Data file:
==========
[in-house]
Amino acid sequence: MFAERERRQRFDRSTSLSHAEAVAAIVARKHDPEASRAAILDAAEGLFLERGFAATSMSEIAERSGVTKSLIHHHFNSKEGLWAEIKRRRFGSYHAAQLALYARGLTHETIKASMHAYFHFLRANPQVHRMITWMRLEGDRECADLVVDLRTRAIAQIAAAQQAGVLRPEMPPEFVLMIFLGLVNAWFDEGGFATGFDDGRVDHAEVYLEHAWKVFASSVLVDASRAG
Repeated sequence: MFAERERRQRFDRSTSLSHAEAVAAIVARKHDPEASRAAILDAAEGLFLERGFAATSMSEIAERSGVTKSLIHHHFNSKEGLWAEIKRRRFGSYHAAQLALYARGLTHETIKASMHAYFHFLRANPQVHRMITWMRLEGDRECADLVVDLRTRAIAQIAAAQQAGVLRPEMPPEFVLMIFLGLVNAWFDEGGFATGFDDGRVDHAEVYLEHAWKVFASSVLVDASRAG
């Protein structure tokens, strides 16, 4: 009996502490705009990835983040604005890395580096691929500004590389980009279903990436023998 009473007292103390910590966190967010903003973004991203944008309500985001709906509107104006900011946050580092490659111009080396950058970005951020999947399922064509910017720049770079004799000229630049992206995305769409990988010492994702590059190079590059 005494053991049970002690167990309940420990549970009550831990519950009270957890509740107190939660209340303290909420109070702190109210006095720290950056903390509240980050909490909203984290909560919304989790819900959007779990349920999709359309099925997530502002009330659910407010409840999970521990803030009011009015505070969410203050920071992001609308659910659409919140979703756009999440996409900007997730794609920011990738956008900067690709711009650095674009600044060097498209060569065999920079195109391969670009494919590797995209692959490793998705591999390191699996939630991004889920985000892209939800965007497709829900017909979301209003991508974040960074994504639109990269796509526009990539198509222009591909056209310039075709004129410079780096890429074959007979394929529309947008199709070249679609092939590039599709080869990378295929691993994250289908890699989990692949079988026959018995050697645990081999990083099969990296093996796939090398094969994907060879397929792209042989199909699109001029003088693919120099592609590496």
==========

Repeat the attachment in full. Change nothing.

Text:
[in-house]
Amino acid sequence: MFAERERRQRFDRSTSLSHAEAVAAIVARKHDPEASRAAILDAAEGLFLERGFAATSMSEIAERSGVTKSLIHHHFNSKEGLWAEIKRRRFGSYHAAQLALYARGLTHETIKASMHAYFHFLRANPQVHRMITWMRLEGDRECADLVVDLRTRAIAQIAAAQQAGVLRPEMPPEFVLMIFLGLVNAWFDEGGFATGFDDGRVDHAEVYLEHAWKVFASSVLVDASRAG
Repeated sequence: MFAERERRQRFDRSTSLSHAEAVAAIVARKHDPEASRAAILDAAEGLFLERGFAATSMSEIAERSGVTKSLIHHHFNSKEGLWAEIKRRRFGSYHAAQLALYARGLTHETIKASMHAYFHFLRANPQVHRMITWMRLEGDRECADLVVDLRTRAIAQIAAAQQAGVLRPEMPPEFVLMIFLGLVNAWFDEGGFATGFDDGRVDHAEVYLEHAWKVFASSVLVDASRAG
């Protein structure tokens, strides 16, 4: 009996502490705009990835983040604005890395580096691929500004590389980009279903990436023998 009473007292103390910590966190967010903003973004991203944008309500985001709906509107104006900011946050580092490659111009080396950058970005951020999947399922064509910017720049770079004799000229630049992206995305769409990988010492994702590059190079590059 005494053991049970002690167990309940420990549970009550831990519950009270957890509740107190939660209340303290909420109070702190109210006095720290950056903390509240980050909490909203984290909560919304989790819900959007779990349920999709359309099925997530502002009330659910407010409840999970521990803030009011009015505070969410203050920071992001609308659910659409919140979703756009999440996409900007997730794609920011990738956008900067690709711009650095674009600044060097498209060569065999920079195109391969670009494919590797995209692959490793998705591999390191699996939630991004889920985000892209939800965007497709829900017909979301209003991508974040960074994504639109990269796509526009990539198509222009591909056209310039075709004129410079780096890429074959007979394929529309947008199709070249679609092939590039599709080869990378295929691993994250289908890699989990692949079988026959018995050697645990081999990083099969990296093996796939090398094969994907060879397929792209042989199909699109001029003088693919120099592609590496």